LocationRafaela, Santa Fe Province, Argentina
Project TeamArq. Claudio Walter, Arq. Ana Piuzzi, M.M.O. Leandro Schmithalter, Paola Lambrecht
Project Area918.0 m2
Text description provided by the architects. Rafaela is a small city of 100,000 inhabitants of the interior of Argentina, with a strong metalworking industry and immersed in a highly productive agricultural region. The university educational offer has grown exponentially in recent years and as a result, the student population has demanded housing units.
In a neighborhood of low houses, and conditioned by the building code with regard to land occupation, maximum heights, ratio of parking-apartments, the demolition of a century-old home without heritage value allowed us to have a site with good proportions.
From this we decided to separate the building from the party wall and exploit the spatial expansion from the street into the depth of the plot giving rise to a lateral facade with active participation in the three-dimensional composition.
The building was designed from structural simplicity (under the Corbusian domino concept of mezzanines without beams) and the volumetric unit framed in a rectangular prism that houses the functional organization. A courtyard to enhance the livability of the departments is the only change in the volume and is located in the central area, corresponding with the circulation that acts as bellows for the project.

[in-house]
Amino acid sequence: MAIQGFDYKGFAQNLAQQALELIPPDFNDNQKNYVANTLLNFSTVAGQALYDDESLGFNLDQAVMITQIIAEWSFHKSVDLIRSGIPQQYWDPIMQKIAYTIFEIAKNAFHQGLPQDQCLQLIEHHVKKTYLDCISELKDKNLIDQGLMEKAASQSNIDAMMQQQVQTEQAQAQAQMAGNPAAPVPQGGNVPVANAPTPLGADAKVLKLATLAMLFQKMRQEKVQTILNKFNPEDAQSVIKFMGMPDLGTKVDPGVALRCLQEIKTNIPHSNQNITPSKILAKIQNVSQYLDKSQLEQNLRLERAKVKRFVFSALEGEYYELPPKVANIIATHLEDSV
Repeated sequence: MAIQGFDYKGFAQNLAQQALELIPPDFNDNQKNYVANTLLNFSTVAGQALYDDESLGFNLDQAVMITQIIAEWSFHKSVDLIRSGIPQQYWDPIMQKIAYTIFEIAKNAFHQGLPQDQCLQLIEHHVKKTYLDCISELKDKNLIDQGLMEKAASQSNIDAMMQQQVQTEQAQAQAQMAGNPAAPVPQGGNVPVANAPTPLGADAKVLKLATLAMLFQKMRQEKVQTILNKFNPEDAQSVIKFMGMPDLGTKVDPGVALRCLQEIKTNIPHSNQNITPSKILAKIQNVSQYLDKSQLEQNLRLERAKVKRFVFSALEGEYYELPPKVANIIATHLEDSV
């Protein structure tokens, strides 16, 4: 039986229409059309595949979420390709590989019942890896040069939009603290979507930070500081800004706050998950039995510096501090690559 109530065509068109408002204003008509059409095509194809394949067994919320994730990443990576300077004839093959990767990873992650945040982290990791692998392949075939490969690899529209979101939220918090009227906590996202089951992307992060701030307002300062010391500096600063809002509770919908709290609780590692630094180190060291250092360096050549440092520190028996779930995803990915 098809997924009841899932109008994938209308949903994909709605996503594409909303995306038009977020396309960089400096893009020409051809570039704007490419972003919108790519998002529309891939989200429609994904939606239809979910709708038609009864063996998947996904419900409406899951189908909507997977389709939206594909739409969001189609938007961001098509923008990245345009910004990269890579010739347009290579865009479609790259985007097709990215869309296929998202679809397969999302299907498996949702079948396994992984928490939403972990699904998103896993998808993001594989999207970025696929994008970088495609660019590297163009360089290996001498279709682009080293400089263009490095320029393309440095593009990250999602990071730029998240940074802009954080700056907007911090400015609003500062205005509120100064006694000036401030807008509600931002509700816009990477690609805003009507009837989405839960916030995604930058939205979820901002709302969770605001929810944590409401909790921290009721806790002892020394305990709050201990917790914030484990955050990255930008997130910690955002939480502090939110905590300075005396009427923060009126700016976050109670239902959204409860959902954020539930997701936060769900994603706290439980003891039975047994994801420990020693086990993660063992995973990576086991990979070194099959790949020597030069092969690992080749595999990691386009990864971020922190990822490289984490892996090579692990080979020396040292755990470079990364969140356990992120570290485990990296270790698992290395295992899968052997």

Despite the rigidity of the program and the economic constraints, we try to provide quality housing units optimizing the orientations and the natural climatic conditioning.
As this was an investment project, durability and low maintenance costs were a priority but not exclusive requirements, as it was our interest to respect a quality standard and its reflection in the image. We thus developed a mixed traditional reinforced concrete construction system, with industrialized exterior enclosures and interior partitions. The enclosures are designed according to a ventilated façade concept to improve thermal insulation, and are composed of retak blocks (HCCA) clad with prepainted galvanized profiles placed on plates. Lapacho wood in combination with stainless steel and laminated glass define the main facade.